David Hendren “Land of Lens”
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EG: Tell me about the title.
DH: I was driving across Oklahoma last summer and heard this hymn on the radio titled “Land of Rest”. It was in the afternoon, and there was this beautiful thunderstorm, gray clouds. I tried waiting out the storm under an overpass, but ended up falling asleep.
AF: This process of naming a place and its commonality that you note, provides a means by which we ground the concept from a space to an abstraction. What is this “Land” in your title?
DH: The hymn was the soundtrack to a complete world, one suggested by the hymn’s title, like an announcement for the land I had entered. These long, drawn-out organ chords, rain on the metal roof, thunder and lightning. And yes, the “Land” grounded the experience into an observable place. I didn’t realize it at the time, but this experience was the genesis of the show.
CH: When we talked, you mentioned two experiences that anchor your thoughts on this show. This world of hymns and rain you encountered on the road, and these performances you did of your music. And there’s this transition that follows these experiences, one from rest to anxiety.
DH: That’s right. When I woke that night of the storm, I drove down the highway a few miles and pulled into one of those chain truck stops. I heard a guitar from behind the truck stop, walked around back and found a nearly empty stage. Just a guy sound checking a guitar. He looked at me and gestured for me to come up and play. So I played. There was this illuminating anxiety to the whole experience.
CH: As artists, we’re at rest when we’re anxious. Otherwise we’re not doing the work.
DH: Hatching an idea, or getting inspired or whatever you want to call it, that’s the restful moment, like you say. You finally know what you’re doing. And if there’s any teeth to the idea, unpacking it should cause some discomfort. A friend of mine says that art and anxiety are the same thing. I think good ideas follow a cyclical pattern of inspiration and fear.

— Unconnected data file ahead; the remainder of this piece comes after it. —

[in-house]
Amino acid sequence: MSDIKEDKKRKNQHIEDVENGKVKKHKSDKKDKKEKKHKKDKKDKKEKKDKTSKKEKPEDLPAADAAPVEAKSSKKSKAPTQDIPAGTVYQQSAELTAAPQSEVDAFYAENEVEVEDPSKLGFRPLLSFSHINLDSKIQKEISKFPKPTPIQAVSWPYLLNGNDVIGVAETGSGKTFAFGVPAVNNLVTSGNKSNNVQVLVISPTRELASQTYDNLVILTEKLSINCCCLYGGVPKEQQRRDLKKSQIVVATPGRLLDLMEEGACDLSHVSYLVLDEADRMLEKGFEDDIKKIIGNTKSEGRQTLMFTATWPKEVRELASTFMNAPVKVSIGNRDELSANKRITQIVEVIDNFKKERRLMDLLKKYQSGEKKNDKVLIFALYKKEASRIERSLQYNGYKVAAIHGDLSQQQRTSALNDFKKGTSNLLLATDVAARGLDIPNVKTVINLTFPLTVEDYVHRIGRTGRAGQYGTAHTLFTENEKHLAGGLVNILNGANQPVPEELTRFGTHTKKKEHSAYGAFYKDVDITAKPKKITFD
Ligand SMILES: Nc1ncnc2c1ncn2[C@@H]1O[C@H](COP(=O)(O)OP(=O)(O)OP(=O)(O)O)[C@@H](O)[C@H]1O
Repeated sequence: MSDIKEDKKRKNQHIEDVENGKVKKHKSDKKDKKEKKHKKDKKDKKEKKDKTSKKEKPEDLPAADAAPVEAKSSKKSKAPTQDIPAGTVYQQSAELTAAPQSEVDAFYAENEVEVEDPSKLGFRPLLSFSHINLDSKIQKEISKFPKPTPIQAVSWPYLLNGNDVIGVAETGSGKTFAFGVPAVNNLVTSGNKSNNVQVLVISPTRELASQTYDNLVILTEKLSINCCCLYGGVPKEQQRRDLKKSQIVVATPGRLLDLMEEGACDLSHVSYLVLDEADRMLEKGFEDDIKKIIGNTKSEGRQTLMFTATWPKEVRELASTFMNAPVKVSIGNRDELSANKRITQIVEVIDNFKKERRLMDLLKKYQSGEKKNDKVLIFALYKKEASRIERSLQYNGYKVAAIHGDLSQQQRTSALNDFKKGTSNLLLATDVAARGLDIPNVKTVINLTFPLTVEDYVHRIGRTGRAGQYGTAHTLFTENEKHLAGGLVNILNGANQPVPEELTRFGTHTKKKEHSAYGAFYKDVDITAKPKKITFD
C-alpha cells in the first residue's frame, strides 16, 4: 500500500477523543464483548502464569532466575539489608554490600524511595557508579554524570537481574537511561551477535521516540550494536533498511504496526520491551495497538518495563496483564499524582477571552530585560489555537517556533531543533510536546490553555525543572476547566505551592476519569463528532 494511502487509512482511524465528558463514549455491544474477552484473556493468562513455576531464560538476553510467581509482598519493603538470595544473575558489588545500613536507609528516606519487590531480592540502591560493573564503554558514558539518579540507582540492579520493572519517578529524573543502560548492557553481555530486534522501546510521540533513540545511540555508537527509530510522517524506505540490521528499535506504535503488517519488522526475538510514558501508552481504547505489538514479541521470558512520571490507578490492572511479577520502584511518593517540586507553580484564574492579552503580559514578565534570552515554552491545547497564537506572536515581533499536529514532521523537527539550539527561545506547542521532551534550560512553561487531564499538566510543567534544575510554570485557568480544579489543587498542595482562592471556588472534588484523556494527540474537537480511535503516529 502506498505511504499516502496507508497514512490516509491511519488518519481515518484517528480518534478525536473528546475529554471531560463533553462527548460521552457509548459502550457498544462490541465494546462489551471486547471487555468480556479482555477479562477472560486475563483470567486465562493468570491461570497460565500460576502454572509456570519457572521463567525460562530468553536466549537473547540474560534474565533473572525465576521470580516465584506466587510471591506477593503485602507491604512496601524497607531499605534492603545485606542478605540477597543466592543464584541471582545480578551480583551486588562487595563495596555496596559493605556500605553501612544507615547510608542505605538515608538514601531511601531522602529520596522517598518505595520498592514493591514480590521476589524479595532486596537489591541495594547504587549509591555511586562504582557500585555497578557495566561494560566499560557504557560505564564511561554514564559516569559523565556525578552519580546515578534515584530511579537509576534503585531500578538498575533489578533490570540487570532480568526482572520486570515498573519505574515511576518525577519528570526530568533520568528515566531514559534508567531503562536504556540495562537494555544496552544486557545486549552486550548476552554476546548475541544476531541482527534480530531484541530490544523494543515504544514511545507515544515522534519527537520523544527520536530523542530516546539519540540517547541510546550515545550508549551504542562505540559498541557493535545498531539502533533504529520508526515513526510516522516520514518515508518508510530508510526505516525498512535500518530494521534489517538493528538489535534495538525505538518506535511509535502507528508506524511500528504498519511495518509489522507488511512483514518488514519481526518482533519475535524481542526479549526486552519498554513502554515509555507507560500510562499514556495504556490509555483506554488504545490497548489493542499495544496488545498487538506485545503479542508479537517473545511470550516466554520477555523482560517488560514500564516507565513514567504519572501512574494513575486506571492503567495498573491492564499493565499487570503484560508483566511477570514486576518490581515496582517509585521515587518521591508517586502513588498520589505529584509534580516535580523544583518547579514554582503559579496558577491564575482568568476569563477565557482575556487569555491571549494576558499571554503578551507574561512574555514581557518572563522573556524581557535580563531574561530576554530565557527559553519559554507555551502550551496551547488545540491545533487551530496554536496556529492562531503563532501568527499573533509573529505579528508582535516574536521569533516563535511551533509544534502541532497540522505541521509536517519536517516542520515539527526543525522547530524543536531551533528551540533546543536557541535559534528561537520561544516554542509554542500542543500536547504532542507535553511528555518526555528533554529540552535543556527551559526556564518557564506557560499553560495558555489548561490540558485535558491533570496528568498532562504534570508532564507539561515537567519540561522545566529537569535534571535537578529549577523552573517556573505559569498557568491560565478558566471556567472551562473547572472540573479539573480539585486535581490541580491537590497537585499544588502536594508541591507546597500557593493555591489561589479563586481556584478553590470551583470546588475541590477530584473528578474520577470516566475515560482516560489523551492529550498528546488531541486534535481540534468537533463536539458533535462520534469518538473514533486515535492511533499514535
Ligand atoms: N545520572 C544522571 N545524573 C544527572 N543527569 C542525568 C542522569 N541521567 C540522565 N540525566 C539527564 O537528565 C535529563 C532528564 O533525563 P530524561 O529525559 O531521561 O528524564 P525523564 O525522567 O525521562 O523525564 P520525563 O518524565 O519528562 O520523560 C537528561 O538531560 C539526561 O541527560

EG: But what of the “Lens”? We talked about the two-way nature of looking into the world. Seeing and being seen.
DH: There’s this re-directed gaze when you perform versus present objects, and thus a re-examination of where the art is located. I’m questioning my limits, and the lens, like a fulcrum between you and the world, is at the center of these questions. Where’s the edge of the work? Where does it begin and end? Where does “the hand” end? How does an audience affect the work? These are general and un-answerable questions, but they’re the ones that came up after I performed that night. The content of the show is a mining of these questions.
AF: What is looking here? Is it a looking out of or a looking into? Does this two-way nature mean both are occurring through the act of looking?
DH: It was nearly sunrise by the time I finished playing. I put away the guitar and wondered out behind the stage and found a river adjacent to the highway. There was a canoe on the shore, and a paddle. I climbed in and paddled out into the river and let it take me downstream. On an eye-shaped leaf I wrote:
land of lens stretched narrow it folds two
the neural light divided mind past present
I set the leaf in the current. It floated out of sight and into the sun. And that’s how I came up with the title.
Photograph by Joshua White
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